Joy (or not) to the world

The impact of domestic abuse on victims cannot be underestimated. Witnessing the abuse is as harmful as being subject to the abuse. Christmas is often a time of great stress for families and domestic abuse incidents rise.

What is the impact on victims? 

Victims of abuse endure some of the most horrific crimes and suffering and manage to find the strength to remain with their partners and care for their children. Refuge liken this suffering to something akin to victims to torture.

Abused partners are isolated from their families and friends. They are placed under the control of the abuser through continuous emotional and psychological abuse. As a result of the abuse and isolation a abused partner becomes more and more reliant upon the abuser. The abuse becomes so entrenched it can be hard to see what they reality really is.

Abused partners often start to believe the false accusations made they abuser. Their confidence is eroded. They may begin to believe they deserve the abuse and are responsible for their partner’s actions. Often, an abused partner will deny what is happening to them and hope their partner will change into the loving person they believe them to be.

Sadly, this infrequently happens.

As a result of the abuse suffered, abused partners develop many kinds of coping strategies just to get through each day and to protect themselves and their children. They become resourceful and develop a strength to get them through each day. An abused partner never knows when an attack may happen.

Those suffering abuse can develop post-traumatic stress. This has a range of symptoms such as:

  • anxiety
  • depression
  • trouble sleeping
  • feeling isolated
  • nightmares
  • panic attacks

It takes great courage for an abused partner to leave an abusive relationship. That courage is recognised and there are a number of services which will help those suffering from abuse to leave and support them during and after making that decision.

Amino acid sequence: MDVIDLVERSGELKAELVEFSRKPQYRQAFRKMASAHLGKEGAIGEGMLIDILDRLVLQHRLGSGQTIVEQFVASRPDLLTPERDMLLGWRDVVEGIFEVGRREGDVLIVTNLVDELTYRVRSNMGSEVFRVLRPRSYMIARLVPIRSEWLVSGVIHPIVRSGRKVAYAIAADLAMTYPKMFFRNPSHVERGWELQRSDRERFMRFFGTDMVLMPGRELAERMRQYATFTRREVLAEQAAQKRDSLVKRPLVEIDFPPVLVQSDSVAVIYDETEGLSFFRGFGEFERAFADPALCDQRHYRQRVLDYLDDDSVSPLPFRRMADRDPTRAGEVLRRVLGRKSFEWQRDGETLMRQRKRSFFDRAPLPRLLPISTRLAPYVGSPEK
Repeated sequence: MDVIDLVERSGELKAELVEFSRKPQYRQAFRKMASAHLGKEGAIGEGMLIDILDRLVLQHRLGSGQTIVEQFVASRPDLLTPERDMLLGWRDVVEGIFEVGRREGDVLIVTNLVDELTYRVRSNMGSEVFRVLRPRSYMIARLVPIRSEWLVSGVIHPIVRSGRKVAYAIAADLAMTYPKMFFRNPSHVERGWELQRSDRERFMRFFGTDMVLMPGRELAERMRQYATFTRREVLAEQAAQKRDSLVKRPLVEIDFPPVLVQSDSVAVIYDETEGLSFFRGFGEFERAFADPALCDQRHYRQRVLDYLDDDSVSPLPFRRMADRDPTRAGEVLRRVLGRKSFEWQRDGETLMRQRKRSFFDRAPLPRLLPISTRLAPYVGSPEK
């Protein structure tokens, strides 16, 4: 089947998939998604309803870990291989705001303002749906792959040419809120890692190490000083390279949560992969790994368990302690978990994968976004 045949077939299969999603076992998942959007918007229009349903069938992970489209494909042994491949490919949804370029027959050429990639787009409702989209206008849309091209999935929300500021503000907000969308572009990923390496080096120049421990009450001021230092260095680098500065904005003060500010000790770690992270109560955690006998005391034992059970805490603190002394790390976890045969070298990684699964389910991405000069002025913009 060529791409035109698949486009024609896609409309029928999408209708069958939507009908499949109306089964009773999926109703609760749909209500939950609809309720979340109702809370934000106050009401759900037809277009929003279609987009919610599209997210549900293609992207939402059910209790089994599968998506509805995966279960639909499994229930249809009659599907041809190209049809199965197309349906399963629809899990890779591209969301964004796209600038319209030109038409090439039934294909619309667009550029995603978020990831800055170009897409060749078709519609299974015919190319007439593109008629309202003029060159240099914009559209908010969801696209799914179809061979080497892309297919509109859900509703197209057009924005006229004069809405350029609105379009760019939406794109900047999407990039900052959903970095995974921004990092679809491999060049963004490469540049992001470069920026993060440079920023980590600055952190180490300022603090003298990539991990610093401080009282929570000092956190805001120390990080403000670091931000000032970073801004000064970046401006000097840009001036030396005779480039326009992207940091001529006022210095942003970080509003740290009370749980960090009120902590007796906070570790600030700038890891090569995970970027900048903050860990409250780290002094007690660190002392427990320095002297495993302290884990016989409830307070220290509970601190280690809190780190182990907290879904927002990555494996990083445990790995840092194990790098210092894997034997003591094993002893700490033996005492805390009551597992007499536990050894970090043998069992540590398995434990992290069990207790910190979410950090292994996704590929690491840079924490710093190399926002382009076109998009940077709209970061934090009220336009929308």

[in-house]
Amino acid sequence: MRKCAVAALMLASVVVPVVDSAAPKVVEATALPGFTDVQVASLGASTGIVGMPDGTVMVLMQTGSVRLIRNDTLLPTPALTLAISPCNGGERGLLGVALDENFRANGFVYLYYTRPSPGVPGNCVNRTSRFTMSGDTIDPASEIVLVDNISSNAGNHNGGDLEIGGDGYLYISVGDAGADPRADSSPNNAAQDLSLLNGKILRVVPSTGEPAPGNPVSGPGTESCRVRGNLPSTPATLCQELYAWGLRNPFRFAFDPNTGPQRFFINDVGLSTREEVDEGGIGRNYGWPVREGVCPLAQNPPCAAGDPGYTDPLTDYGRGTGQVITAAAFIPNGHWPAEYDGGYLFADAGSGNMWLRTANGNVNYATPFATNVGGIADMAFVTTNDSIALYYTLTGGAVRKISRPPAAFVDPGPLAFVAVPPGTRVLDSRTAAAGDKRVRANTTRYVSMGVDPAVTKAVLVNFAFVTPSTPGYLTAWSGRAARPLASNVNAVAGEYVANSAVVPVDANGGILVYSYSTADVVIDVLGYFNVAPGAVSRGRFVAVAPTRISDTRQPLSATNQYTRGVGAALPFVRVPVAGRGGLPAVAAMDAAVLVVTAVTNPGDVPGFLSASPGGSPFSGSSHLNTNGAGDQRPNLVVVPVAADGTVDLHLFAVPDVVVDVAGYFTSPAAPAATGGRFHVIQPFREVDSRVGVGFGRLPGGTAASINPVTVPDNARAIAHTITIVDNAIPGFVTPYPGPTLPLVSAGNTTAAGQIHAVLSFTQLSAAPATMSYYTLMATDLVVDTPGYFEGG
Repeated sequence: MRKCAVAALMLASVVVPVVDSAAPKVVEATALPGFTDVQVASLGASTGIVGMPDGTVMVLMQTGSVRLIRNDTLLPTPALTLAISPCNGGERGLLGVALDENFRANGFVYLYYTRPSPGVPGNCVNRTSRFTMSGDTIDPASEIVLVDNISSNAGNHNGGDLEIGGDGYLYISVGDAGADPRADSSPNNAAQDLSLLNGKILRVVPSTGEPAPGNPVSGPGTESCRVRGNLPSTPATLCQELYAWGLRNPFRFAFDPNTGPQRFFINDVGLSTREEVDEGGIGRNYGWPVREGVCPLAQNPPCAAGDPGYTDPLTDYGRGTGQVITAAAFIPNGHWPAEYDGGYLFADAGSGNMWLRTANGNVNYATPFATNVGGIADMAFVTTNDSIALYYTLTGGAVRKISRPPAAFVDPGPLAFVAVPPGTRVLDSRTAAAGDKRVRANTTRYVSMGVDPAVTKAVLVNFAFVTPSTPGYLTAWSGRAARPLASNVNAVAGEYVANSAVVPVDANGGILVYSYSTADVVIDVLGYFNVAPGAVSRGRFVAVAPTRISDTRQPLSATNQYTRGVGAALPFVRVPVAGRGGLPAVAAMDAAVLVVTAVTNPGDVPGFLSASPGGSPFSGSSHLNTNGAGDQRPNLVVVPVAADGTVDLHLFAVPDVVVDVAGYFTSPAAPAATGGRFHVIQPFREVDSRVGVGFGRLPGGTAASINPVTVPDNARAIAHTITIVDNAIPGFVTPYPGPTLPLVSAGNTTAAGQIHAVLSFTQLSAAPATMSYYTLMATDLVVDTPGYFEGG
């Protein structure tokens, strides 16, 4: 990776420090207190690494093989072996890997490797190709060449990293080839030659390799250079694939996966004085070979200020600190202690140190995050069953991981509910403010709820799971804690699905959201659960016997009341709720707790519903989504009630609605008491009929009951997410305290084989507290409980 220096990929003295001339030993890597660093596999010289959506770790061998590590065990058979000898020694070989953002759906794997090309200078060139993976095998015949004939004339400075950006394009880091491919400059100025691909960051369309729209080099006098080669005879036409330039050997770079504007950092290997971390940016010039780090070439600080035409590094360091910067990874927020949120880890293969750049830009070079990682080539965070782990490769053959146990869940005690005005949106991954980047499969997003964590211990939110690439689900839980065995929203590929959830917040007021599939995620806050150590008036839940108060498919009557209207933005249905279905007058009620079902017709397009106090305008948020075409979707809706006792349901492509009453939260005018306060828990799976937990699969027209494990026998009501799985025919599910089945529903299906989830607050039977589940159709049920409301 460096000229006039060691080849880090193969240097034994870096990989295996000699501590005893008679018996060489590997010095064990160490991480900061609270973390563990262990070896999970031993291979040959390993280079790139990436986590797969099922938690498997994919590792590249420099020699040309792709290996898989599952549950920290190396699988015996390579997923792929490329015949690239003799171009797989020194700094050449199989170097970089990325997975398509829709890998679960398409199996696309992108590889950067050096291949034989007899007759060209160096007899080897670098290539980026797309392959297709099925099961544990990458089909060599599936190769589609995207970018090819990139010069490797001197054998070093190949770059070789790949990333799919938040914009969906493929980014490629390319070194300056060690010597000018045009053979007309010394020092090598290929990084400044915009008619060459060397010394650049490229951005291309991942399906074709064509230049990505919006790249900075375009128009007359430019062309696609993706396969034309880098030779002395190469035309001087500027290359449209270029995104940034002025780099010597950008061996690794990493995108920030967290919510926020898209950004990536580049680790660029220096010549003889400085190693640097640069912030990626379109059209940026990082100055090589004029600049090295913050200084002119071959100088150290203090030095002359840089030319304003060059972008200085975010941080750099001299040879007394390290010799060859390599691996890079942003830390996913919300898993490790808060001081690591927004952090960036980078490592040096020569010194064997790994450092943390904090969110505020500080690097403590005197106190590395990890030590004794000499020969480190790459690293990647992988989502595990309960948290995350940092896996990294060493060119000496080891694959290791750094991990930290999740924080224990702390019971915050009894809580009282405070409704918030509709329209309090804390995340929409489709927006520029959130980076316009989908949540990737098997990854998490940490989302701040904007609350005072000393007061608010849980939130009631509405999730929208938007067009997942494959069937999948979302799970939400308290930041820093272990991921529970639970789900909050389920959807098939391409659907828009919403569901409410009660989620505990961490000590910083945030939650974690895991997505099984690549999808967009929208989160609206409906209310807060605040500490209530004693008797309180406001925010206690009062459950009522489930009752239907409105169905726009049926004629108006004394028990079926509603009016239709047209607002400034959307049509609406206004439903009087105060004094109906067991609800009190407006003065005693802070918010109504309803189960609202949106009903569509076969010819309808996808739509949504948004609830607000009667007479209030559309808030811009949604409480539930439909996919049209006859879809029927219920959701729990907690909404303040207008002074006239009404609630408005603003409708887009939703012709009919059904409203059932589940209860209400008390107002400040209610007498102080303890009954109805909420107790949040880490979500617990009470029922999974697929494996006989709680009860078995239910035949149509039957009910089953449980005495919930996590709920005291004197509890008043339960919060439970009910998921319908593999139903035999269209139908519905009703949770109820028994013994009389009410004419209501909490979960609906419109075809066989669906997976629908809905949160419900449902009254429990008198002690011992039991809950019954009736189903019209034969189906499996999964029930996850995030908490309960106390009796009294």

The best known services are Women’s Aid and Refuge. Each police force has a domestic abuse support team and will work with victims.

If you need to signpost someone the National Domestic Abuse freephone helpline is 0808 2000 247 

 

What steps can you take in your organisation to help victims of or children living with domestic abuse? 

To help you, here are my suggestions of steps you can take today:

  1. Be open to the possibility that domestic abuse will affect people in your organisation,
  2. Be aware of the signs of abuse
  3. Give the victim space to talk if they want to,
  4. Make no demands on victims, they need your support but may not be ready to leave
  5. Check your campus/organisation policies – if it’s not covered, speak to someone to make sure it’s covered.

For all your training needs, join Kate and other child protection professionals in The Safeguarding Academy community.

Content Disclaimer

The information contained above is provided for information purposes only. The contents of this blog are not intended to amount to advice and you should not rely on any of the contents of this blog. Professional advice should be obtained before taking or refraining from taking any action as a result of the contents of this blog. Katherine T Young Ltd & Kate Young disclaims all liability and responsibility arising from any reliance placed on any of the contents of this blog.

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